Remembering Exoneree Clark McMillan

10.03.17 By Innocence Staff

Innocence Project exoneree Clark McMillan

Innocence Project exoneree Clark McMillan

It’s with heavy hearts that we remember Innocence Project exoneree Clark McMillan, who died of lung cancer on Sunday at age 61.

McMillan was wrongfully convicted in Tennessee of a 1979 rape and robbery after the victims mistakenly identified him as the perpetrator. He was sentenced to 119 years in prison.

The Innocence Project and attorney Kemper Durand worked for 12 years to locate evidence from McMillan’s case and to secure DNA testing to prove his innocence. In 2002, DNA testing of semen from the rape victim’s jeans excluded McMillan and was later matched to a man serving a life sentence in Texas for an unrelated rape. With the consent of the prosecution, McMillan’s conviction was vacated and the charges were dismissed. He was released two weeks later after more than 22 years in prison. At the time, no other DNA exoneree had spent more time in prison.

“I feel rejuvenated,” he told The Commercial Appeal upon his release. “The Lord has given me happiness and joy. He’s given me a chance to live.”

Tennessee lawmakers passed legislation in 2004 to award McMillan $832,950 in compensation for his unjust incarceration. The legislation would pave the way for future Tennessee exonerees to receive compensation, but the sum hardly made up for the decades he lost due to his wrongful conviction. His compensation also made him ineligible for the disability and health benefits upon which he relied since sustaining spinal injuries after being shot by a police officer in 1978.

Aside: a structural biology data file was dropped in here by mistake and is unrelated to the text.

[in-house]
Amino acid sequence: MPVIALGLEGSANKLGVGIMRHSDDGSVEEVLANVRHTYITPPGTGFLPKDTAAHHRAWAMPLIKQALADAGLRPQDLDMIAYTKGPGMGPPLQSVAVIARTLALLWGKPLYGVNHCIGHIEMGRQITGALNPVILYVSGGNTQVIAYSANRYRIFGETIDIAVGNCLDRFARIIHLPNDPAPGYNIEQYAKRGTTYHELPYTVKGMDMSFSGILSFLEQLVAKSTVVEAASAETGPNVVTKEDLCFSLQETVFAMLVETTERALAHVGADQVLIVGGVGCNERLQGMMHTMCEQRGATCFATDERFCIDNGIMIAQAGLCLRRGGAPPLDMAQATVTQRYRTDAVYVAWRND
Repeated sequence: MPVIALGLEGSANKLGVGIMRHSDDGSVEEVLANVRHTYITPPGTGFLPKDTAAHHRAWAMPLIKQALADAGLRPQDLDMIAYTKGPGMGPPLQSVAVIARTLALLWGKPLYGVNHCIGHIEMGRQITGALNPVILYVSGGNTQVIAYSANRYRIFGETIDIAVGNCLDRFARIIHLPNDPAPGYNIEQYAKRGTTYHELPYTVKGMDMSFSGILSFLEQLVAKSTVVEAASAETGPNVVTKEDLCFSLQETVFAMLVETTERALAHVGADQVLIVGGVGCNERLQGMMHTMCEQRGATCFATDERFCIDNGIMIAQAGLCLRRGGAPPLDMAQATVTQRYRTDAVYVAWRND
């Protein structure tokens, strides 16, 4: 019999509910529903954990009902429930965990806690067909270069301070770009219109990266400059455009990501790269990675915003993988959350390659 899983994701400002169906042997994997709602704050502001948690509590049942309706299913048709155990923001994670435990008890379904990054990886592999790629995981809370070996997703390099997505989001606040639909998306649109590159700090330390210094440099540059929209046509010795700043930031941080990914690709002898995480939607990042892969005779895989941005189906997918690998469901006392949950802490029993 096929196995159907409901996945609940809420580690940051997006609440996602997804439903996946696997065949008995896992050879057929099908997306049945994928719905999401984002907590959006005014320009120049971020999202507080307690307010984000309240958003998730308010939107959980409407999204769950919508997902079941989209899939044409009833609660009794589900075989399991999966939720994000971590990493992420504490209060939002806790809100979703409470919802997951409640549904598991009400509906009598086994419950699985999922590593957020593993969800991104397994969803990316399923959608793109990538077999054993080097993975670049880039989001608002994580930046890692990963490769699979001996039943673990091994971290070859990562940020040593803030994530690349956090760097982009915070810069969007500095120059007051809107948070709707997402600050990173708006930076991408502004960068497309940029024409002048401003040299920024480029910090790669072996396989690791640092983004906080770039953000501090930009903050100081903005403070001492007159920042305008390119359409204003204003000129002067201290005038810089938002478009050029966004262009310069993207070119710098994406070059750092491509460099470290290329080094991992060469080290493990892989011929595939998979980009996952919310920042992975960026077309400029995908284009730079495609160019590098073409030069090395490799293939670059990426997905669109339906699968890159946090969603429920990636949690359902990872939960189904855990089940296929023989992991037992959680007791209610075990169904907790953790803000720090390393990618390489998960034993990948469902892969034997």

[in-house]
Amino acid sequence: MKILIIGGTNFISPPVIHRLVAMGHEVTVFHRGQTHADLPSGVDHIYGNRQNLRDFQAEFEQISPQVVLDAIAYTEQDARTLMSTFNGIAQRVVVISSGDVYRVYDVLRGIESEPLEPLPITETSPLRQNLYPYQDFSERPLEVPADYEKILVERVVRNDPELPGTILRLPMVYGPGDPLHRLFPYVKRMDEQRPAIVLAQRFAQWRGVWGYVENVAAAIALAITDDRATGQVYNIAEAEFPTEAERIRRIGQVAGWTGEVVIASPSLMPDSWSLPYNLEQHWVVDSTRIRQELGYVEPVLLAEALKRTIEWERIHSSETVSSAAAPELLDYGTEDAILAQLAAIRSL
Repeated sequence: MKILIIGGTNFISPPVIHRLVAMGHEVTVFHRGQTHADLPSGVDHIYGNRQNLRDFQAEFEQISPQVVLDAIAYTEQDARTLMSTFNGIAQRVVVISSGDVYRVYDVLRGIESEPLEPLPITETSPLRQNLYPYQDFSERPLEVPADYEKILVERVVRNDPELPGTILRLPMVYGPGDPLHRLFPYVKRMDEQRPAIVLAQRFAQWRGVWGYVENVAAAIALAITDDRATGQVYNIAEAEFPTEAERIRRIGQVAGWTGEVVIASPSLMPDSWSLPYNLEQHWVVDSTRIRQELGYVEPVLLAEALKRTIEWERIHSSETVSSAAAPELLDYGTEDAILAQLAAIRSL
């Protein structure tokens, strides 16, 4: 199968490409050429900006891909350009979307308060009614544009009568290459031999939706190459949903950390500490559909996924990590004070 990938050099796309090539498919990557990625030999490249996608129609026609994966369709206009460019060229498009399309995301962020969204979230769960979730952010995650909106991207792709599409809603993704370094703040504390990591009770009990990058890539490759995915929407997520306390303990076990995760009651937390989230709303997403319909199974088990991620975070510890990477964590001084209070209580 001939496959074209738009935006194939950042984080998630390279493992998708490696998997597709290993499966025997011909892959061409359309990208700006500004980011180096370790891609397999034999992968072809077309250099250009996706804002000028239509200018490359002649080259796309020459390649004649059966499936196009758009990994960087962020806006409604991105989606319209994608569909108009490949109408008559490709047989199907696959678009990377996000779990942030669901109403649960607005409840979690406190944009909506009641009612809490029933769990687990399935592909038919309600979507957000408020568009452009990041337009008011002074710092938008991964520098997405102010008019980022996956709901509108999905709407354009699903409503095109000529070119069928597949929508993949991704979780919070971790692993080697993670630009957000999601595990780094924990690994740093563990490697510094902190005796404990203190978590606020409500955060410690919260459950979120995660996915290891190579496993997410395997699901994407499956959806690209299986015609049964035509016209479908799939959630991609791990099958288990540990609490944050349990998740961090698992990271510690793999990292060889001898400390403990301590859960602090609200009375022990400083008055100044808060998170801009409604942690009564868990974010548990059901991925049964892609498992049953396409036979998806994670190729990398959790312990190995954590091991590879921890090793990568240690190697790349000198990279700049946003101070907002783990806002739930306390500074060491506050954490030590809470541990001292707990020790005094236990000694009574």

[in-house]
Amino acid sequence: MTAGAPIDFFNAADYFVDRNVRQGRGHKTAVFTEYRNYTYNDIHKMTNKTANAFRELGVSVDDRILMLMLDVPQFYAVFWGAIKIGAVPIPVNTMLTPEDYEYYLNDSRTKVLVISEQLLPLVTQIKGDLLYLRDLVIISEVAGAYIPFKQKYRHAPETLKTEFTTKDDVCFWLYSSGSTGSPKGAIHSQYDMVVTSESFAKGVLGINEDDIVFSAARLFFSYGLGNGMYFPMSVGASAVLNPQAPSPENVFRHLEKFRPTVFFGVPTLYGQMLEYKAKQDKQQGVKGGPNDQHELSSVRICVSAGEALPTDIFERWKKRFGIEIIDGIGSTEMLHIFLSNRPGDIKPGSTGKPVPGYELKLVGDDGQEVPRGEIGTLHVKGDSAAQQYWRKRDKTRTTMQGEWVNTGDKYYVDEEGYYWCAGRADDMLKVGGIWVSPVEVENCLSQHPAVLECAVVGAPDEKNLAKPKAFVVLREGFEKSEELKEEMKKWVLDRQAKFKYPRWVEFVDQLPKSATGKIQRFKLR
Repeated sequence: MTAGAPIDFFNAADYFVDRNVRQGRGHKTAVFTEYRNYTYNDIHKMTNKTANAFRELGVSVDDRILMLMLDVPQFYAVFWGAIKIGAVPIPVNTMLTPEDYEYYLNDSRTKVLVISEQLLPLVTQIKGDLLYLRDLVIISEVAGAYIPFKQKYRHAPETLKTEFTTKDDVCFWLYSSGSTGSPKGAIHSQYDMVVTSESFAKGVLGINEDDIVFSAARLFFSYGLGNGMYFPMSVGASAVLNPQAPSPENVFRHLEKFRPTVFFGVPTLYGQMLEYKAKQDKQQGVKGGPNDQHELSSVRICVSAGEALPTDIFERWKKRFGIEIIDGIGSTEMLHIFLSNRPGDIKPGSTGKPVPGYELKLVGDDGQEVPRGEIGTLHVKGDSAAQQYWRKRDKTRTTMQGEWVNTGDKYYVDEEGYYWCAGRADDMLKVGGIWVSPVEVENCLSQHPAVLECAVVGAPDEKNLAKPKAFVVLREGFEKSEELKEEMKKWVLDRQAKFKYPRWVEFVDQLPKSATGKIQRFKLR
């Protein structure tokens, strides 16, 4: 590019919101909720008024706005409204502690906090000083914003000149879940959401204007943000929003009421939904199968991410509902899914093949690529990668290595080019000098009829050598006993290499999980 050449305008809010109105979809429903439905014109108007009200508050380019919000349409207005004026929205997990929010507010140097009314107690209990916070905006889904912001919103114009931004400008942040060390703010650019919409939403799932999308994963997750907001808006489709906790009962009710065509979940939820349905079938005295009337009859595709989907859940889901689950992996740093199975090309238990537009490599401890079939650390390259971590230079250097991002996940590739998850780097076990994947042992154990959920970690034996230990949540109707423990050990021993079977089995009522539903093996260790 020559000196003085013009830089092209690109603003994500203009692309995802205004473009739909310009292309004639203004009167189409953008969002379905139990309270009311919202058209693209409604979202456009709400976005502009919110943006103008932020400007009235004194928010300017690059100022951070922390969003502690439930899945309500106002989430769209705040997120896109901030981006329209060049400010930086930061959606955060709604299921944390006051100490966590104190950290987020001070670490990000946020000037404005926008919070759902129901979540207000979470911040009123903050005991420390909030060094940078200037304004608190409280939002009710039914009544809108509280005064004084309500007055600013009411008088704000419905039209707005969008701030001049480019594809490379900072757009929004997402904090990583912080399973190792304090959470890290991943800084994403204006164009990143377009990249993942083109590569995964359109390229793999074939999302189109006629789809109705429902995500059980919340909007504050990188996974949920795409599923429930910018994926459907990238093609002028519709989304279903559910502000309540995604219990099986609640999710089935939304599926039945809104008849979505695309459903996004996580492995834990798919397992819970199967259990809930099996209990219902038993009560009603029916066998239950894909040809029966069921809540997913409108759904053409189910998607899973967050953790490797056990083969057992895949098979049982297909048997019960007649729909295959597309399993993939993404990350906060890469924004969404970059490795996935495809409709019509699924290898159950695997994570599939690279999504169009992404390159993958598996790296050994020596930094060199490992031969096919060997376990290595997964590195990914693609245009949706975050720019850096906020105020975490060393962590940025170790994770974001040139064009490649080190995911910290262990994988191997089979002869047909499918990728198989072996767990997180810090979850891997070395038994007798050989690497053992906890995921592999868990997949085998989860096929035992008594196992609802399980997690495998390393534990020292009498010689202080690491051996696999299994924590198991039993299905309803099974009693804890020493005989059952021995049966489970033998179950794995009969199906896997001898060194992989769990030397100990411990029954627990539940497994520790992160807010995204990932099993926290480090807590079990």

“I’m treated like I should be glad to have gotten something,” McMillan told USA Today in 2016. “There has been nothing to cover job training, placement, medical care, post-traumatic stress. Help me restore my dignity so I can get a job. My compensation is controlled by the state and they dictate what my life is worth.”

McMillan is survived by his wife, Bettie.

Read his obituary here.


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nikita October 20, 2017 at 1:58 am Reply   

This is so terribly sad and wrong. Eyewitness identification is wrong so much of the time. I am very sorry to hear about this.

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